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Bungoma County set to benefit from a Sh95 billion agriculture project

Farmers in Bungoma County will in the next six years benefit from a Sh 95 billion agriculture project aimed at bolstering productivity.

The Kenya Livestock Commercialization Project (KeLCoP) with funding from the government of Kenya and the International Fund for Agricultural Development (IFAD) is targeting eradicating poverty and beefing up food security especially among the rural poor

Speaking at Mabanga Agriculture Training Centre (ATC), KeLCoP County Coordinator Rose Khisa said that Bungoma was among ten counties that are lucky to benefit from the project which is targeting different ecological zones.

She noted that one of the project activities under component two was an investor forum which was recently held in Bungoma County.

“The purpose of the investor forum was to bring on board investors along the value chains,” she said

The coordinator said that the project will mainly focus on improved poultry, sheep, goat, dairy and beef farming, bee keeping value chain among others.

“We have brought on board input suppliers, service providers, and financial institutions to our farmers. The project is actually targeting over 8,000 small scale farmers in Bungoma,” she said.

She said that the most targeted groups in the six-year project include: the ultra- poor, the poor, people living with disabilities and the indigenous groups like the Ogiek from Mt Elgon.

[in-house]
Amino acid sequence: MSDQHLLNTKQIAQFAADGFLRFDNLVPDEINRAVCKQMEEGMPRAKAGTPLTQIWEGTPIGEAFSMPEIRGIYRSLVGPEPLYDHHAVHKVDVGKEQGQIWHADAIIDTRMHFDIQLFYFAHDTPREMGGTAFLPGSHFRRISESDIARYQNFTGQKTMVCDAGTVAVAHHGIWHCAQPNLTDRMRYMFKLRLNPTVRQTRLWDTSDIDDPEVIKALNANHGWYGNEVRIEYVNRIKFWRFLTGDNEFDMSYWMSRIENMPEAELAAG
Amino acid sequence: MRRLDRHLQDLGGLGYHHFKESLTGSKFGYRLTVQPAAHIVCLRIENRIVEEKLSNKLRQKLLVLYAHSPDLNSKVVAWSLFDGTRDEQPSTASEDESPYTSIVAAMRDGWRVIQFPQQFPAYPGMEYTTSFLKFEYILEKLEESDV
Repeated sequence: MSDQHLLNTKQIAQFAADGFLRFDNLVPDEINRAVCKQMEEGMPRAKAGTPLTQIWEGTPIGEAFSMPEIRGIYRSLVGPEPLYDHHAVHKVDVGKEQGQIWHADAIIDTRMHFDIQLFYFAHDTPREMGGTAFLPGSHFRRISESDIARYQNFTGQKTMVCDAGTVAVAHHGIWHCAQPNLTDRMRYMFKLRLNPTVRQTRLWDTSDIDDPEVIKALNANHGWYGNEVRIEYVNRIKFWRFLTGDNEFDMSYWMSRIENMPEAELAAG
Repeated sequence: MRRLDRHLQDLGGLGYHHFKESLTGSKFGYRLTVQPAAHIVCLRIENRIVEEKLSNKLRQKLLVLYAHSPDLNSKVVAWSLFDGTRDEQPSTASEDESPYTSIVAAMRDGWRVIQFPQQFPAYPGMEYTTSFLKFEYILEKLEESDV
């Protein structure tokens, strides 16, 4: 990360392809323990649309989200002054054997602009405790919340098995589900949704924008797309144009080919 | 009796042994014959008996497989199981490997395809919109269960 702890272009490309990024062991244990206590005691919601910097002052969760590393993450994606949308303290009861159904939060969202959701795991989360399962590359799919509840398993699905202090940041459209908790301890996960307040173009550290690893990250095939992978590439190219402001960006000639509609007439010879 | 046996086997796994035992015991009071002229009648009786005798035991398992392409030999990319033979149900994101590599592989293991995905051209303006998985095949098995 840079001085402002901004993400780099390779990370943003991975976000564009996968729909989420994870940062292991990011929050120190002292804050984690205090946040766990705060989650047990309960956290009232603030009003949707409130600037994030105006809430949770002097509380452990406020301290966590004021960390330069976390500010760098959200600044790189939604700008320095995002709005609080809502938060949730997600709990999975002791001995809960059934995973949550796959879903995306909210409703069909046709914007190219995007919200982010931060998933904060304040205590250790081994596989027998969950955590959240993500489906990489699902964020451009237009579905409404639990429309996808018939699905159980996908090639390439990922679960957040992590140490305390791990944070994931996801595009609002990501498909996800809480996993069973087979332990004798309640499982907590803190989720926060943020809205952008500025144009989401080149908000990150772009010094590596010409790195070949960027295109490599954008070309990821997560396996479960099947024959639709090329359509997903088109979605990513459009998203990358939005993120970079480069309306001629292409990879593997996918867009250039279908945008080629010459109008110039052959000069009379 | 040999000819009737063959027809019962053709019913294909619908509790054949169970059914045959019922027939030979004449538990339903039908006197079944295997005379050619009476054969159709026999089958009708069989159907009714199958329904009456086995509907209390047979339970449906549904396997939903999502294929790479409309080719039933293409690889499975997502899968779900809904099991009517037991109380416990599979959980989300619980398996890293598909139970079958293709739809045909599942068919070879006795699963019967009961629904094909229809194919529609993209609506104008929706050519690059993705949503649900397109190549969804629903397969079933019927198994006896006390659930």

She said the targeted project group is women and youths adding that it is the reason why they are having 54 percent of the target group being women.

She said the chicken being given to farmers will make a great impact on the nutrition of the beneficiary categories of the project.

“Chicken are advantageous as compared to the dairy since they occupy a smaller space and feeding is easy,” she affirmed.

Ms. Khisa further said that the small stocks could be easily managed by women and youths.

She revealed that the project has three interrelated components which comprises the production level, marketing and project coordination.

She further pointed out that the project seeks to transform rural livelihood by uplifting small scale farmers in the region so that they can generate income.

She added that the program is also nutrition sensitive stating that goat milk can substitute human milk when a breastfeeding mother has health complications in feeding the baby.

In her address, Bungoma County CECM for agriculture Monica Fedha said that the six-year project will greatly contribute to Bungoma county’s agricultural transformative agenda of increasing rural small-scale farmers’ income, food security and nutrition.

By Bronley Kidari and Roseland Lumwamu

 

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